December 4, 2019 report
Dogs found able to perceive slight changes in human spoken words
A team of researchers with the University of Sussex, the Defence Science and Technology Laboratory and the University of Lyon, has found that dogs are able to detect minor differences in spoken human words. In their paper published in the journal Biology Letters, the group describes experiments they carried out with pet dogs and what they learned about their ability to hear slight differences in human language.
Most people know that dogs can be trained to understand some words spoken by humans—sit, beg and stay are some familiar examples. But it has been assumed that dogs do not really follow or even listen to regular human conversation, because they are not able to understand what is being said. In their new effort, they found that dogs are able to notice when they hear words that they have not heard before. The researchers came to this conclusion by carrying out an experiment that involved taking video of dogs as they listened to human voices through a speaker.
In all, the researchers recorded 42 dogs of different breeds as they listened to words emanating from the speaker. Just six words were spoken, all single-syllable, non-command words. Also, many of the words were close in pronunciation, such as "hid," "had" or "who'd" to see if the dogs could hear and react to the differences. The words were prerecorded by several male and female volunteers speaking with different accents to determine if that might throw the dogs off.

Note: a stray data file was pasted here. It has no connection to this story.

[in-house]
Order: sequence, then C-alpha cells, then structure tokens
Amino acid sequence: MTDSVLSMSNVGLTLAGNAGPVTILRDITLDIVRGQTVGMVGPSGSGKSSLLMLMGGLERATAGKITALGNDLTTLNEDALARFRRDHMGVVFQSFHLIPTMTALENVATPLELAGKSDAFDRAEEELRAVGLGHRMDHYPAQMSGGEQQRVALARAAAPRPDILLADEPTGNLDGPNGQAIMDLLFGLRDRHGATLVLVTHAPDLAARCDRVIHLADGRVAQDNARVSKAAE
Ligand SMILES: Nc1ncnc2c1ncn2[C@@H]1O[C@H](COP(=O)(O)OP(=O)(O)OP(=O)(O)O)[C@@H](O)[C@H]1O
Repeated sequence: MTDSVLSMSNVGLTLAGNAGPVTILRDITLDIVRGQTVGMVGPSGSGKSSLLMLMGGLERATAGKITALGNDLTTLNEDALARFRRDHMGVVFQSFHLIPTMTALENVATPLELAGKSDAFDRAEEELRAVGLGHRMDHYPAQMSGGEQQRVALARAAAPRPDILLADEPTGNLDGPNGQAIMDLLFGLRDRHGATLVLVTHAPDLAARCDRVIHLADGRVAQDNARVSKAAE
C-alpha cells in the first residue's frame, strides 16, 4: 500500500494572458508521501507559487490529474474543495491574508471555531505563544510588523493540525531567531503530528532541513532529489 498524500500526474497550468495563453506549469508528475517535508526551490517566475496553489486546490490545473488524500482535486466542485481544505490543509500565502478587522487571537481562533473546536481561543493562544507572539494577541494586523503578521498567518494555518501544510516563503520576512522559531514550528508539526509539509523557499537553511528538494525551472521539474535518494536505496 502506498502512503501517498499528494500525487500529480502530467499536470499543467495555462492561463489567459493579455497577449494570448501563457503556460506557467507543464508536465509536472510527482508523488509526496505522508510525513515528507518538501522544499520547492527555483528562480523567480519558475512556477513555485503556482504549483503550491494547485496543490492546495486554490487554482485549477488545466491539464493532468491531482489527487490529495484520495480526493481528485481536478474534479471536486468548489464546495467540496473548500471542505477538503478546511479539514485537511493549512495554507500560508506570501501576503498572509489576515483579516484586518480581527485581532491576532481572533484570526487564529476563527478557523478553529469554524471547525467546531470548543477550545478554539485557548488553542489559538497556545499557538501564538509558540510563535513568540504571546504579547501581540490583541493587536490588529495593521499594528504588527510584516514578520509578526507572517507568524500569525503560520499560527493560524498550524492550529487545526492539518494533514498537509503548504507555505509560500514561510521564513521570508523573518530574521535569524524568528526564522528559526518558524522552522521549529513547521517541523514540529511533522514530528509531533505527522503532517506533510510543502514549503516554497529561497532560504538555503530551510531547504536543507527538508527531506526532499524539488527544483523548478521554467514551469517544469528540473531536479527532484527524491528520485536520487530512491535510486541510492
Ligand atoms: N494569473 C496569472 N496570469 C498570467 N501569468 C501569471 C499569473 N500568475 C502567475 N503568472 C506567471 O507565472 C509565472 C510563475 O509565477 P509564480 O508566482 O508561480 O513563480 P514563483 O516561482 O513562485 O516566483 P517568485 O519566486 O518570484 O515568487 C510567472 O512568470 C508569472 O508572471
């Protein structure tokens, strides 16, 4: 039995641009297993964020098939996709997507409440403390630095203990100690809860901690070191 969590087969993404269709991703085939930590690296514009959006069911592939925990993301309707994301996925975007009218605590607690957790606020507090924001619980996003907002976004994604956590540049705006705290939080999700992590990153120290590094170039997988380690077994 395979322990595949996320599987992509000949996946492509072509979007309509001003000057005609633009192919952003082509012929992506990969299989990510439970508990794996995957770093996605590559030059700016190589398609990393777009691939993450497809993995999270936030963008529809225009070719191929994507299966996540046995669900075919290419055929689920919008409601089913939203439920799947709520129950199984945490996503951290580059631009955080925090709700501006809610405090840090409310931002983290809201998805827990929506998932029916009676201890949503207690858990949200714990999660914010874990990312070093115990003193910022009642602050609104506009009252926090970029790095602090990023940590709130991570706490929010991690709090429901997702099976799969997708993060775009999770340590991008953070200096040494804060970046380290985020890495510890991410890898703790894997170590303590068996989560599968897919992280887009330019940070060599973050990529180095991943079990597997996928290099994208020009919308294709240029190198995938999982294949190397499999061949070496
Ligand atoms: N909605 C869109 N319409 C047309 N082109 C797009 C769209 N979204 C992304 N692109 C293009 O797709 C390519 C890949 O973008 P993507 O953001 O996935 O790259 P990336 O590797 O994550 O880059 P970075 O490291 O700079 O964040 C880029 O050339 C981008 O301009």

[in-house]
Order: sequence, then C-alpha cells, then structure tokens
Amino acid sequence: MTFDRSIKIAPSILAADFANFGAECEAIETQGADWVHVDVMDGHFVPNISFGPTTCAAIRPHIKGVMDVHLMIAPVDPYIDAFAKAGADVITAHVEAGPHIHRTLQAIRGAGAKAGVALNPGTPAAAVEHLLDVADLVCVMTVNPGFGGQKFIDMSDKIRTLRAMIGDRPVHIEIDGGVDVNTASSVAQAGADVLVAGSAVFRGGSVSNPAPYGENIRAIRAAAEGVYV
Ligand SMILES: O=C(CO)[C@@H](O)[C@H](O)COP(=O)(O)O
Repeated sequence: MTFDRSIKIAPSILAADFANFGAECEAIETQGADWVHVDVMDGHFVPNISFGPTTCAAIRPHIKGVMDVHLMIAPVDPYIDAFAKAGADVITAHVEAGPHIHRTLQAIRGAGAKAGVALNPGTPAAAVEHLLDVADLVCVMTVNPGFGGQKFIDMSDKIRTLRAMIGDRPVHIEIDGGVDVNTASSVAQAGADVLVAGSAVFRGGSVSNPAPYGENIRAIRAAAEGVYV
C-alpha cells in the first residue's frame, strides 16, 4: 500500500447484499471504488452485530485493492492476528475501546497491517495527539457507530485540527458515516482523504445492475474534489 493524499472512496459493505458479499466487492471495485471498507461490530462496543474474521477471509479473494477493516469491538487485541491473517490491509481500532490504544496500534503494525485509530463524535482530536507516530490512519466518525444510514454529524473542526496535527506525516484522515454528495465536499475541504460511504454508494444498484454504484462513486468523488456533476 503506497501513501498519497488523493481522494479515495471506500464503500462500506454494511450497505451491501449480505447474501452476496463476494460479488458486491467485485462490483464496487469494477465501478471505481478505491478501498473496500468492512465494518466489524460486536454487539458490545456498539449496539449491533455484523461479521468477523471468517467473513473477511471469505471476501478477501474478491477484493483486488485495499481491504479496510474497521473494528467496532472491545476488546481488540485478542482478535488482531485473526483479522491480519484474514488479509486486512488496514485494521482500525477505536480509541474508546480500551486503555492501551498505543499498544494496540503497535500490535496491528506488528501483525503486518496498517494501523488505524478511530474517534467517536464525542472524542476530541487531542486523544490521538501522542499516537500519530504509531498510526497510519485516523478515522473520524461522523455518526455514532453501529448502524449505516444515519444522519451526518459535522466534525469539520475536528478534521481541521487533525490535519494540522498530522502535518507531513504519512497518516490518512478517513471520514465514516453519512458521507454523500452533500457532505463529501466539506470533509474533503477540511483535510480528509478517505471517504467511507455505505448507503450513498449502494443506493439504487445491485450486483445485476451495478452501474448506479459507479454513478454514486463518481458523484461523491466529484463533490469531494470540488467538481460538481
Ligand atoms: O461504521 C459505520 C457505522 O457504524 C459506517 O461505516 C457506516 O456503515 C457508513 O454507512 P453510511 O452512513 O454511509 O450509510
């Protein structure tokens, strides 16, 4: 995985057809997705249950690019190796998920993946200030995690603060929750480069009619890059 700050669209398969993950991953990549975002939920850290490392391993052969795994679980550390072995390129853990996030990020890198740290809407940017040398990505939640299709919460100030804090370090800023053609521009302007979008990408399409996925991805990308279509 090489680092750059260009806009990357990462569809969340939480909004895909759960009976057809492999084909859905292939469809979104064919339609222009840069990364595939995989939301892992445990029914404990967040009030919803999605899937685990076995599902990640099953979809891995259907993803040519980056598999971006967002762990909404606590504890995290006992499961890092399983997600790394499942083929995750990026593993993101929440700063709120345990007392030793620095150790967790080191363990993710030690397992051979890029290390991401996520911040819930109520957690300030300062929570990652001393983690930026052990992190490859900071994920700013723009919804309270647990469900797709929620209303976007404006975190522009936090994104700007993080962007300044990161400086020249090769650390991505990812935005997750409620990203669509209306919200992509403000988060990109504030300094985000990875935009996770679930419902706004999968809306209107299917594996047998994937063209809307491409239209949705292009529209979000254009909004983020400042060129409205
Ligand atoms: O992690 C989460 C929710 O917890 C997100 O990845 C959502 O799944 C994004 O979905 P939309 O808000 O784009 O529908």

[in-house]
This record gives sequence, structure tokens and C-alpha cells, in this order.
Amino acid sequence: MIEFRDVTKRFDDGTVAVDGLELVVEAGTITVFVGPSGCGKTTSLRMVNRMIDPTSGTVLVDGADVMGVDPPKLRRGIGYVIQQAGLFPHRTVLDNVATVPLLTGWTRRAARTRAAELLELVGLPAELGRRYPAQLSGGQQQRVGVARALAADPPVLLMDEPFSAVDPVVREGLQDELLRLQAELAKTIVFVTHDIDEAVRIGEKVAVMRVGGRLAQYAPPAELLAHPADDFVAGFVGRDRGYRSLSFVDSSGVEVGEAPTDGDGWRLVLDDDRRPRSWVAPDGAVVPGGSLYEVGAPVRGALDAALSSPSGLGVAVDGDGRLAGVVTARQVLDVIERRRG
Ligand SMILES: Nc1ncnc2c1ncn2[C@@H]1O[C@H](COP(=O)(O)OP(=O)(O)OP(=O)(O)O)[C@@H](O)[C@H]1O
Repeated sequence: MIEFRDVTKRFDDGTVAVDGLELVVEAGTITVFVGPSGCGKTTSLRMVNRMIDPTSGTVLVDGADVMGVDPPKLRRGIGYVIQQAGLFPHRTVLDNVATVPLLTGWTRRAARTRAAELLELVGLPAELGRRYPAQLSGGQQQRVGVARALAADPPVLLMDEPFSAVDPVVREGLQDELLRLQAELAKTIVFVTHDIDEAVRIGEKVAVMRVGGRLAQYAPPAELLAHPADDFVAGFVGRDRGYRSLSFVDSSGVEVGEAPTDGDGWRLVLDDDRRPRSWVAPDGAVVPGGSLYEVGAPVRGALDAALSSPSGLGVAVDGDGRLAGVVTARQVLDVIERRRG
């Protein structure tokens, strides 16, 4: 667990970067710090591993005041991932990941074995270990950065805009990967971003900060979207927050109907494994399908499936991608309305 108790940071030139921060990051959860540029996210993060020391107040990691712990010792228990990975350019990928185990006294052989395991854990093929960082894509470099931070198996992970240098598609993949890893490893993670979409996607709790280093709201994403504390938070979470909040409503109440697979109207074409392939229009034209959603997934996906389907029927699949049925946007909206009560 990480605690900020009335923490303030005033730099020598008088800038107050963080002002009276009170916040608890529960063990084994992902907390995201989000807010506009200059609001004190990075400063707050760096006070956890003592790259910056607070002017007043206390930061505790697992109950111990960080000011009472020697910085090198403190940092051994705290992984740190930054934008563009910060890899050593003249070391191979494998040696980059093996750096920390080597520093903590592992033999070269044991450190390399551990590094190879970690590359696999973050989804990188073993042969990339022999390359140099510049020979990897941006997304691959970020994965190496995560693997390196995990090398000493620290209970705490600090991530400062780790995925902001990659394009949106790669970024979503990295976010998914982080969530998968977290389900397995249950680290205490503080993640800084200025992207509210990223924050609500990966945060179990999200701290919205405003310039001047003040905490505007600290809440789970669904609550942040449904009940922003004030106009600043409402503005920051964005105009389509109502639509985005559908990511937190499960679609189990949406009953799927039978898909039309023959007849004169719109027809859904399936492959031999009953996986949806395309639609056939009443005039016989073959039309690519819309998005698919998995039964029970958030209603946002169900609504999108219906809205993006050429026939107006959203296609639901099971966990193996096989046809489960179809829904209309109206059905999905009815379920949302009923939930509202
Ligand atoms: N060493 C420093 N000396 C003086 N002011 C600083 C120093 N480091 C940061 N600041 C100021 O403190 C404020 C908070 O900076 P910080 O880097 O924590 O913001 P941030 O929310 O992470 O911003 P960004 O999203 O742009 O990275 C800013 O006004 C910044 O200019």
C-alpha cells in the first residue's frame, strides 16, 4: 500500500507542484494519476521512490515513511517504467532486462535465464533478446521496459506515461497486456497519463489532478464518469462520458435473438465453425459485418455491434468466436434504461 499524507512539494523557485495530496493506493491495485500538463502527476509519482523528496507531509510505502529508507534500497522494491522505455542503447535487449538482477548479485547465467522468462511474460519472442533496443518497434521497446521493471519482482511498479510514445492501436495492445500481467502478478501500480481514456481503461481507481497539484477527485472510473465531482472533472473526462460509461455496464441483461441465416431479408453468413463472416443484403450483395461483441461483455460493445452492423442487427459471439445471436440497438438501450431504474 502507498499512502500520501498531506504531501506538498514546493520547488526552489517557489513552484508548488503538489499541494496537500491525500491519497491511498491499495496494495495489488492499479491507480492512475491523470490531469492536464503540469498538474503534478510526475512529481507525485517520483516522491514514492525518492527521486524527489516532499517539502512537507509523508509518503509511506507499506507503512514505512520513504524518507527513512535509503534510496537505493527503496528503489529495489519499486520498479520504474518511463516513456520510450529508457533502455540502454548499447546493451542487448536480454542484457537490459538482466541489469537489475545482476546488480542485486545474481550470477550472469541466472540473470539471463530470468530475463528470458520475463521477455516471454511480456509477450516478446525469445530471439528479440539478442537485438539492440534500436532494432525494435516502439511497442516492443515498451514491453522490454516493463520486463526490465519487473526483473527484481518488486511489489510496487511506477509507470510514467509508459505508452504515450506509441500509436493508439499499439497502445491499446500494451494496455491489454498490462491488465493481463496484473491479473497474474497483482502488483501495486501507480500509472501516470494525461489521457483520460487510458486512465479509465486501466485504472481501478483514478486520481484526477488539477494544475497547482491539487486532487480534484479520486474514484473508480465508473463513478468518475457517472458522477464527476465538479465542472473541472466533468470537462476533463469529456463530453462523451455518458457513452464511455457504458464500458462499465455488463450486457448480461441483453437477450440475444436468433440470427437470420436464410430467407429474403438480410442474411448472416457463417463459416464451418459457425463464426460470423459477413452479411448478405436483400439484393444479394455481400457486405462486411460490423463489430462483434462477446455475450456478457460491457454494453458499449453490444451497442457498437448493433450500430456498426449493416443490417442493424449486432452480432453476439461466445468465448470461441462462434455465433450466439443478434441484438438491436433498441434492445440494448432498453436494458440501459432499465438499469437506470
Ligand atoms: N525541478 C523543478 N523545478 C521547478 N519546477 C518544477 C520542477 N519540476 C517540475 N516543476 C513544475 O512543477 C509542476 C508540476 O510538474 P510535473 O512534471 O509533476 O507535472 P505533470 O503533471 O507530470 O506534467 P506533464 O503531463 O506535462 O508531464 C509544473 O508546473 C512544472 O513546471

The team reports that all of the dogs reacted to the voices coming from the speaker—at least initially. They turned their heads quickly to the source and focused on it for several seconds. But then the dogs became accustomed to the words and responded less to what was said—at least until they heard a new word. When that happened, the dogs snapped to attention again, demonstrating that they could hear the difference between "sit" and "sat," for example. They researchers found it did not matter if the speaker's gender or dialect changed; the dogs still responded in the same ways. They suggest this indicates that the dogs were capable of recognizing English words whether they understand their meaning or not.
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